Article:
WICHITA — George Tiller's funeral Saturday drew large crowds and some protesters but was peaceful, officials said.
Wichita police Capt. Hassan Ramzah said no incidents occurred at the church or during the service for the slain abortion provider at College Hill United Methodist Church, near First Street and Hillside.
Ramzah said he could not reveal how many police officers worked the service.
Tiller was shot and killed Sunday at Reformation Lutheran Church, where he was serving as an usher. Scott Roeder, 51, has been charged with first-degree murder in the shooting.
Marilyn Grisham, like many funeralgoers, said she attended the service to show support for Tiller's mission.
"I've always been on the side of what he was doing, but I've never spoken out," she said, teary-eyed, after the service. "I just felt it was important to finally speak out with my presence."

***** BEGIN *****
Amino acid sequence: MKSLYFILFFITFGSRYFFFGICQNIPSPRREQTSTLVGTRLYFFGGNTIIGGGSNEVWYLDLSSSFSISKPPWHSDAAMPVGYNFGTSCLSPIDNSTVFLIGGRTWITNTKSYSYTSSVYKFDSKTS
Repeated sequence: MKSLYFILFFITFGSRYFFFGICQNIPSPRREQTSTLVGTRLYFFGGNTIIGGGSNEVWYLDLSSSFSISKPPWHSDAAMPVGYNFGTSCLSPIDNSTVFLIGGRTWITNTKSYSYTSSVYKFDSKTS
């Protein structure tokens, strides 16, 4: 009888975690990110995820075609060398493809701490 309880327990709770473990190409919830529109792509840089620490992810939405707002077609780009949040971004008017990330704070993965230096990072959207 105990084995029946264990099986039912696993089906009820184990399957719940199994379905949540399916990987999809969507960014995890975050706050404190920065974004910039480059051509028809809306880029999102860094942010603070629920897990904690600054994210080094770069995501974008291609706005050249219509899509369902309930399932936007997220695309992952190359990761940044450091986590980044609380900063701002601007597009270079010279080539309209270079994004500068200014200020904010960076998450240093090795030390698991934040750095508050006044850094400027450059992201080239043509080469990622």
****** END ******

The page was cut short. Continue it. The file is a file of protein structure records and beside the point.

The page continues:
The funeral also drew some abortion opponents. More than a dozen members of Topeka's Westboro Baptist Church, which have picketed burials around the country, held signs and sang songs at the corner of First and Volutsia, about a block and a half from the church.
Police kept the protesters at a distance, citing a state law that says they cannot be within 150 feet of a funeral one hour before the service, during it or two hours after it.
Shirley Phelps-Roper sang "Killing children makes God angry," to the tune of John Denver's "Take Me Home, Country Roads."
Across the street, counter-protester Kelly McCormick of Derby yelled, "Blah, blah, blah," back at the Westboro protesters.
At one point, the Rev. John Martin, pastor of College Hill United Methodist Church, approached the Westboro protesters and offered them a white carnation. His church members were distributing the flowers to funeral guests as "a sign of hope and love," Martin said.
Members of the church shouted in Martin's face as he approached, and a police officer warned him to back away from the group. He left.
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